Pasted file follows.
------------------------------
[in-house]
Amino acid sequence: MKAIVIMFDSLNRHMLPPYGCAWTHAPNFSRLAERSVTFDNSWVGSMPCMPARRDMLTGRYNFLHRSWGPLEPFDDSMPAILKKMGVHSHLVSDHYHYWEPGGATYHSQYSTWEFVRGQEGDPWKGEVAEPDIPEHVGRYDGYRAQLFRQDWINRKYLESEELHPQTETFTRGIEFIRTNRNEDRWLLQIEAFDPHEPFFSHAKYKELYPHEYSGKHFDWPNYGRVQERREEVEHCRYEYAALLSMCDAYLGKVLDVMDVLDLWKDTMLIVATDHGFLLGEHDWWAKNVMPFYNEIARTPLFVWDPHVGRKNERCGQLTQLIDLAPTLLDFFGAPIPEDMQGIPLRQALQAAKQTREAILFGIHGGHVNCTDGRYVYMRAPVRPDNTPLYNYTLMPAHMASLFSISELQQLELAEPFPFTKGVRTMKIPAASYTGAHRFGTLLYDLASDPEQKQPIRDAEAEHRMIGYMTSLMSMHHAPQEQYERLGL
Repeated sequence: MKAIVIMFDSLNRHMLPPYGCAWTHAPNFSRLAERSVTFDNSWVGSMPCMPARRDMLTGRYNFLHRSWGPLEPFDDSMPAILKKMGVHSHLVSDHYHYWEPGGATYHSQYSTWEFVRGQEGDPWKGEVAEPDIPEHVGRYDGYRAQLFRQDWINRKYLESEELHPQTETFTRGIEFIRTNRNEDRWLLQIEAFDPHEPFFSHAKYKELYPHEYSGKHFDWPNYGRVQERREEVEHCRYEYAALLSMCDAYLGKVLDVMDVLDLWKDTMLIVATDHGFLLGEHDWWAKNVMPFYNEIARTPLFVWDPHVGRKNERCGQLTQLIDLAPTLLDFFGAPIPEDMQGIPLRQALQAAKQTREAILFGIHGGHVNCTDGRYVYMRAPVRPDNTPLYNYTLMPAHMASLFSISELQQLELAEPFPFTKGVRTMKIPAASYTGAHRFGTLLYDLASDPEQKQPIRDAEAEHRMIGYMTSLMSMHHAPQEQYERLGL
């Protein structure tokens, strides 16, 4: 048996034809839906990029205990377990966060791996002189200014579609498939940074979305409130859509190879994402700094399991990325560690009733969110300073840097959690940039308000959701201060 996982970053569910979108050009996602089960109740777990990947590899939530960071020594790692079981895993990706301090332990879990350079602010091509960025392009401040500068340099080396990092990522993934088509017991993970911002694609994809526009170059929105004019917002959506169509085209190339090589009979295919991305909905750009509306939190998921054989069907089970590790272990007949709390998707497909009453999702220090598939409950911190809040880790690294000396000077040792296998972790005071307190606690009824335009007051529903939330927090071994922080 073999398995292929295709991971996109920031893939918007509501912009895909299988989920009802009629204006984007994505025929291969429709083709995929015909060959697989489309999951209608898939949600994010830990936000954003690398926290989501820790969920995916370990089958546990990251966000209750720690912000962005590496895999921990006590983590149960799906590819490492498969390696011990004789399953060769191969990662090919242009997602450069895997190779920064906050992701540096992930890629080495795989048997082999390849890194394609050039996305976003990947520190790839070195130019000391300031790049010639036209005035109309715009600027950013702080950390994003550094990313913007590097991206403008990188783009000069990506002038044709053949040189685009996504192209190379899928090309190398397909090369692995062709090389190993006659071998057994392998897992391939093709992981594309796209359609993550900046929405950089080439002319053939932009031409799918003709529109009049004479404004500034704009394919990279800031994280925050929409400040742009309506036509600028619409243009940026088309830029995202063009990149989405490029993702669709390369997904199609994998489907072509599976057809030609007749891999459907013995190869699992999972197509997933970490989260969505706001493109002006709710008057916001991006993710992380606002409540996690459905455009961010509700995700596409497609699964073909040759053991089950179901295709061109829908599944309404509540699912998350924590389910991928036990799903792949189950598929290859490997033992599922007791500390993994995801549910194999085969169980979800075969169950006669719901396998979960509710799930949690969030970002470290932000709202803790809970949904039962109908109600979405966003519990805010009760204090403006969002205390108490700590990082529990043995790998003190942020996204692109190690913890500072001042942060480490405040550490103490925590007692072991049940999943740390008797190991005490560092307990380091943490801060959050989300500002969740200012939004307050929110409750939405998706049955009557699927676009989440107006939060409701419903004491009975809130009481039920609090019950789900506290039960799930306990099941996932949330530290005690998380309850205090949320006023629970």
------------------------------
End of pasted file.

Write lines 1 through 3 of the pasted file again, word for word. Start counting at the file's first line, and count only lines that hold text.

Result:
[in-house]
Amino acid sequence: MKAIVIMFDSLNRHMLPPYGCAWTHAPNFSRLAERSVTFDNSWVGSMPCMPARRDMLTGRYNFLHRSWGPLEPFDDSMPAILKKMGVHSHLVSDHYHYWEPGGATYHSQYSTWEFVRGQEGDPWKGEVAEPDIPEHVGRYDGYRAQLFRQDWINRKYLESEELHPQTETFTRGIEFIRTNRNEDRWLLQIEAFDPHEPFFSHAKYKELYPHEYSGKHFDWPNYGRVQERREEVEHCRYEYAALLSMCDAYLGKVLDVMDVLDLWKDTMLIVATDHGFLLGEHDWWAKNVMPFYNEIARTPLFVWDPHVGRKNERCGQLTQLIDLAPTLLDFFGAPIPEDMQGIPLRQALQAAKQTREAILFGIHGGHVNCTDGRYVYMRAPVRPDNTPLYNYTLMPAHMASLFSISELQQLELAEPFPFTKGVRTMKIPAASYTGAHRFGTLLYDLASDPEQKQPIRDAEAEHRMIGYMTSLMSMHHAPQEQYERLGL
Repeated sequence: MKAIVIMFDSLNRHMLPPYGCAWTHAPNFSRLAERSVTFDNSWVGSMPCMPARRDMLTGRYNFLHRSWGPLEPFDDSMPAILKKMGVHSHLVSDHYHYWEPGGATYHSQYSTWEFVRGQEGDPWKGEVAEPDIPEHVGRYDGYRAQLFRQDWINRKYLESEELHPQTETFTRGIEFIRTNRNEDRWLLQIEAFDPHEPFFSHAKYKELYPHEYSGKHFDWPNYGRVQERREEVEHCRYEYAALLSMCDAYLGKVLDVMDVLDLWKDTMLIVATDHGFLLGEHDWWAKNVMPFYNEIARTPLFVWDPHVGRKNERCGQLTQLIDLAPTLLDFFGAPIPEDMQGIPLRQALQAAKQTREAILFGIHGGHVNCTDGRYVYMRAPVRPDNTPLYNYTLMPAHMASLFSISELQQLELAEPFPFTKGVRTMKIPAASYTGAHRFGTLLYDLASDPEQKQPIRDAEAEHRMIGYMTSLMSMHHAPQEQYERLGL